Bethany is a certified Special Education and Elementary teacher with 11 years experience teaching Special Education from grades PK through 5. She has a Bachelor's degree in Special Education, Elementary Education, and English from Gordon College and a Master’s degree in Special Education from Salem State University.
A Divided Town
How do you treat people who are different from you? This question lies at the heart of Harper Lee's novel To Kill a Mockingbird.
The book is narrated by Jean Louise Finch, also known as Scout. Scout is the daughter of the respected lawyer Atticus Finch. She lives with her father and her brother Jem in Maycomb, Alabama. Scout and Jem are white and have been raised by Calpurnia, a black woman, ever since their mother died.
In Maycomb, even though slavery has officially ended, white people still believe that they are superior to black people in every way. This prejudice is so deeply ingrained that most people think it is fact and not opinion. In To Kill a Mockingbird, Scout begins to learn about the injustice in her town.
The Mysterious Neighbor
Scout and Jem are fascinated by their neighbor, Boo Radley, who never leaves his house. Jem likes to invent stories about Boo, and they become obsessed with trying to see Boo Radley.
While the children don't succeed in seeing Boo, there is some evidence that he might be paying attention to them. Jem and Scout find small gifts in a hollow tree on the corner of the Radley's yard and are convinced the gifts are from Boo.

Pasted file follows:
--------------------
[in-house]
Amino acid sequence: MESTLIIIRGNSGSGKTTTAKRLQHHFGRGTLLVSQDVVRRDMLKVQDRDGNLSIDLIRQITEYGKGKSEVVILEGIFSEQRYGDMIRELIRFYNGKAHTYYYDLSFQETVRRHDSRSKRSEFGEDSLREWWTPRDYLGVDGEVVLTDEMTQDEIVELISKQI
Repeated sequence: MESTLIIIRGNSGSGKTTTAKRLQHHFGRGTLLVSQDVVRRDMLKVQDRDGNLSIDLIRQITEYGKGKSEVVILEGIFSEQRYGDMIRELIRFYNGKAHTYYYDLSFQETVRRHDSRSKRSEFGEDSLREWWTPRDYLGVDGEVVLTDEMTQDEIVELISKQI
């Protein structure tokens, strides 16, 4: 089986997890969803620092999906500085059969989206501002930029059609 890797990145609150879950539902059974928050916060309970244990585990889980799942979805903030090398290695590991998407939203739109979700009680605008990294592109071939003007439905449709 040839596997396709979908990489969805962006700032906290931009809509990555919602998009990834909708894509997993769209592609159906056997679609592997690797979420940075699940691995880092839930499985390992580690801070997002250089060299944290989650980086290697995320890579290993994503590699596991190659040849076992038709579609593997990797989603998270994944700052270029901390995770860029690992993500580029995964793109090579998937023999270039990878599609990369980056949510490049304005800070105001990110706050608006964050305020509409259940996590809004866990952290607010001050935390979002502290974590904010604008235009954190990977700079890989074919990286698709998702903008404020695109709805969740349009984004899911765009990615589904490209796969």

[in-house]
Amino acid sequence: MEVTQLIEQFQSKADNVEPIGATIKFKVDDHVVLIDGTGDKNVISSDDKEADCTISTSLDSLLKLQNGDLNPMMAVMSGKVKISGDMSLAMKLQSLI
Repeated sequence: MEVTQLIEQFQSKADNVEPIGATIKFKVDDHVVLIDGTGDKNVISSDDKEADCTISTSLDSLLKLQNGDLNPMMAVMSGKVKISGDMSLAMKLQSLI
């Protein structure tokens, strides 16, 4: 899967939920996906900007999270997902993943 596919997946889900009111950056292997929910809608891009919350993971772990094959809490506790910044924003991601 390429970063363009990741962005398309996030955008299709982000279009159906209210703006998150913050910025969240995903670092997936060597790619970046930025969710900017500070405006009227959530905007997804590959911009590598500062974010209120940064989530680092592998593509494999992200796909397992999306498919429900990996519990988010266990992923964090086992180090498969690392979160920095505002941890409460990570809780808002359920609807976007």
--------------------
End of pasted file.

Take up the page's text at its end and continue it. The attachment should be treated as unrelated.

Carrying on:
Atticus tells Jem and Scout to leave Boo Radley alone. He tells them to respect Boo's choice to hide. People who are different should be treated with kindness, not teased and mocked.
Scout's hardest lesson in the story comes as a result of her father's work. Atticus is assigned to defend Tom Robinson, a black man who has been accused of raping a white woman. The entire town is outraged by the trial.
Scout gets to hear both sides of the story. Most of the white community in the town is angry that Atticus would defend a black man, who they believe is obviously guilty. Then Scout goes to church with Calpurnia and sees the black community working to help Tom Robinson's family. They believe Tom is innocent.
On the day of the trial, the entire town is in the courthouse. As the testimony is given, it quickly becomes evident that Tom Robinson did nothing wrong. Bob Ewell, the father of victim, has invented the story of the rape and appears both foolish and cruel. Even though he is innocent, at the end of the trial,Tom Robinson is declared guilty.
After the Trial
Instead of waiting for an appeals trial, Tom tries to escape from prison. In the process, he is shot and killed. Meanwhile, Bob Ewell is angry about the way he was treated at the trial and threatens both the judge and Atticus.
A couple months later, Scout and Jem are on their way home in the dark when Bob Ewell attacks them. They are rescued by Boo Radley.
Through these events, Scout learns about injustice - because of people's prejudice, Tom Robinson does not have a fair trial. She learns about integrity - Atticus works hard to defend Tom because it is the right thing to do, even though he knows he won't win. And she learns to accept people for who they are. Boo Radley, with all his strange ways, shows her kindness and she keeps it a secret to respect his privacy.
To Kill a Mockingbird is narrated by Scout Finch. Scout learns about prejudice and injustice through the trial of Tom Robinson, who is falsely convicted of rape because of his race. She also learns about kindness and respect through her mysterious neighbor, Boo Radley.
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